16 Jump to first page Copyright (c) 2000 by Harcourt Inc. All rights reserved. n Rent Seeking -- Actions by individuals and interest groups designed to restructure public policy in a manner that will either directly or indirectly redistribute more income to themselves. u Widespread use of the taxing, spending, and regulatory powers of government that favor some at the expense of others will encourage rent seeking. u Rent seeking moves resources away from productive activities. The output of economies with substantial amounts of rent seeking will fall below their potential. When Voting Conflicts with Economic Efficiency

17 Jump to first page Copyright (c) 2000 by Harcourt Inc. All rights reserved. n Lack of Incentive for Operational Efficiency u In the public sector, the absence of the profit motive reduces the incentive of producers to keep costs low. Neither is there a bankruptcy process capable of weeding out inefficient producers. u Public-sector managers are seldom in a position to gain personally from measures that reduce costs. u Because public officials and bureau managers spend other peoples money, they are likely to be less conscious of cost than they would be with their own resources. When Voting Conflicts with Economic Efficiency

18 Jump to first page Copyright (c) 2000 by Harcourt Inc. All rights reserved. 4. Economics of the Transfer Society

19 Jump to first page Copyright (c) 2000 by Harcourt Inc. All rights reserved. n There is nothing in positive economics that indicates one distribution of income is better than another. Economics of the Transfer Society n A large and growing part of government is devoted to transferring income.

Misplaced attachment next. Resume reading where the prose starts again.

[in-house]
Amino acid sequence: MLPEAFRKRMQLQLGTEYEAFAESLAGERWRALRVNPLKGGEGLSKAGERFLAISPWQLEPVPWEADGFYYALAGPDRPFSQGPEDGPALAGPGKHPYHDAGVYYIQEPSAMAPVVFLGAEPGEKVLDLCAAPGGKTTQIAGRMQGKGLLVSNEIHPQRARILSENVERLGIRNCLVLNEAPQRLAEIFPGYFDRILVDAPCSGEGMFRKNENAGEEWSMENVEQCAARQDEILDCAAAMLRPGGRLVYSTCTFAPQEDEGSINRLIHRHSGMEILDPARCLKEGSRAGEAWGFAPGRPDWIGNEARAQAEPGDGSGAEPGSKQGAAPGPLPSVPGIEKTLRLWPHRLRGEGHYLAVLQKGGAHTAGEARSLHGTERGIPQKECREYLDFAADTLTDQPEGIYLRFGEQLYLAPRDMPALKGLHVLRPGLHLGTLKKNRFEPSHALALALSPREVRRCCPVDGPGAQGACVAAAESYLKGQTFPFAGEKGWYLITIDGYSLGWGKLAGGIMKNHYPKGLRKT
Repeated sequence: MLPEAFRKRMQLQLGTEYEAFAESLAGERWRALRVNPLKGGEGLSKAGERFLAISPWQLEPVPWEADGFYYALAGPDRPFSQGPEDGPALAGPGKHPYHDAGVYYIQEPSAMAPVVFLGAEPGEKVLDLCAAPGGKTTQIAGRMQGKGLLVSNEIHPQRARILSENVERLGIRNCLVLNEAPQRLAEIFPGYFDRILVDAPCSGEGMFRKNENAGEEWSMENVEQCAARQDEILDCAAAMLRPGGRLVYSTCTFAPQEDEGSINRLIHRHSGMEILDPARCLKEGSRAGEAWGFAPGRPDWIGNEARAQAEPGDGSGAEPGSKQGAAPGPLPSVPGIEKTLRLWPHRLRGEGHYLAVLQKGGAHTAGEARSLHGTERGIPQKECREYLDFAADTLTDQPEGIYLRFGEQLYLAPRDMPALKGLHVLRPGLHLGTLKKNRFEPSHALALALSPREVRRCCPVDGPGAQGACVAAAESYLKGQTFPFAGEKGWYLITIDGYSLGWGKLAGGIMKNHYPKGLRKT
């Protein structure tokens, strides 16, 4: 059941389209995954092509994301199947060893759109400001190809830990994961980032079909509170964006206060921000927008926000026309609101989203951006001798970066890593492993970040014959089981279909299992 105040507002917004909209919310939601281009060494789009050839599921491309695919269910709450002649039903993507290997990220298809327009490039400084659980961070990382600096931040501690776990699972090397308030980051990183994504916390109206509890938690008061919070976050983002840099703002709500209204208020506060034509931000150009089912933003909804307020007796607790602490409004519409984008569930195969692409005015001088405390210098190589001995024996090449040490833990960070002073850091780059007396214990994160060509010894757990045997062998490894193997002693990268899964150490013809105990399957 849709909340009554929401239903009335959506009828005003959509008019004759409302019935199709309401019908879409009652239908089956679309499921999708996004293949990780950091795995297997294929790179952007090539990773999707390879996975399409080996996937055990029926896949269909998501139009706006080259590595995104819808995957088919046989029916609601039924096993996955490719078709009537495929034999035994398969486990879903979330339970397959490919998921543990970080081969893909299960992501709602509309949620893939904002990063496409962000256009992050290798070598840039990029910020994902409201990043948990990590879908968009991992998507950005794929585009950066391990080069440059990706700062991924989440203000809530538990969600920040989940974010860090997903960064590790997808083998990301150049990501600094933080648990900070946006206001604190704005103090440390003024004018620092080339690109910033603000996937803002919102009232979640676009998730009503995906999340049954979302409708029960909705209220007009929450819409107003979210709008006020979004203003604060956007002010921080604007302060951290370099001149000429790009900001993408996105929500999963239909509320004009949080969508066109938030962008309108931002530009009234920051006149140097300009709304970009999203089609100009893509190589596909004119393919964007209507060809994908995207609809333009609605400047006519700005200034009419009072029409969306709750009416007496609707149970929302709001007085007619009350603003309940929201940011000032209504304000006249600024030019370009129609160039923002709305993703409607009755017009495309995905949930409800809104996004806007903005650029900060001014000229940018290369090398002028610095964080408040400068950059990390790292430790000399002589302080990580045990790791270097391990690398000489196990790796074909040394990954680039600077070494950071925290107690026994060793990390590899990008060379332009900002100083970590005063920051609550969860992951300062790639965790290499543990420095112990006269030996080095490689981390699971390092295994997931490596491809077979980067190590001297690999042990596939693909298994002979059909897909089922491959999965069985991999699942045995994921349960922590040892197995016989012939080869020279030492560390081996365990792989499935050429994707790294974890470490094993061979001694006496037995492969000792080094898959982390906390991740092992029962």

20 Jump to first page Copyright (c) 2000 by Harcourt Inc. All rights reserved. n There are three major reasons why large-scale redistribution will reduce the size of the economic pie: Economics of the Transfer Society u When taxes take a larger share of ones income, the individual reward derived from hard work and productive service is reduced. u As public policy redistributes a larger share of income, more resources will flow into wasteful rent seeking activities. u Higher taxes to finance income redistribution and an expansion in rent-seeking will induce taxpayers to focus less on income-producing activities, and more on actions to protect their income.

21 Jump to first page Copyright (c) 2000 by Harcourt Inc. All rights reserved. 5. Public Sector Vs. Market Sector: A Summary

22 Jump to first page Copyright (c) 2000 by Harcourt Inc. All rights reserved. 4 Factors that Weaken the Case for Market Allocation: n Lack of competition n External costs and benefits n Public goods n Poor information

23 Jump to first page Copyright (c) 2000 by Harcourt Inc. All rights reserved. 4 Factors that Weaken the Case for Public Allocation: n The power of special interests n The shortsightedness effect n Rent seeking costs n Lack of signals and incentives to promote operational efficiency

24 Jump to first page Copyright (c) 2000 by Harcourt Inc. All rights reserved. 6. Implications of Public Choice: Getting More From Government

25 Jump to first page Copyright (c) 2000 by Harcourt Inc. All rights reserved. n Both bad news and good news flow from public-choice analysis: u The bad news: For certain classes of economic activity, unconstrained democratic government will predictably be a source of economic waste and inefficiency. u The good news: Properly structured constitutional rules can improve the expected result from government. Implications of Public Choice: Getting More From Government

26 Jump to first page Copyright (c) 2000 by Harcourt Inc. All rights reserved. 1. Why are well organized special interest groups likely to exert a substantial influence on the size of government? Questions for Thought: 3. Evaluate the following view: Since government-operated firms do not have to make a profit, they can usually produce at a lower cost and charge a lower price than privately owned enterprises. 2. Does democratic decision making lead to economic efficiency? Is there sometimes a conflict between good economics and good politics?

27 Jump to first page Copyright (c) 2000 by Harcourt Inc. All rights reserved. End Chapter 6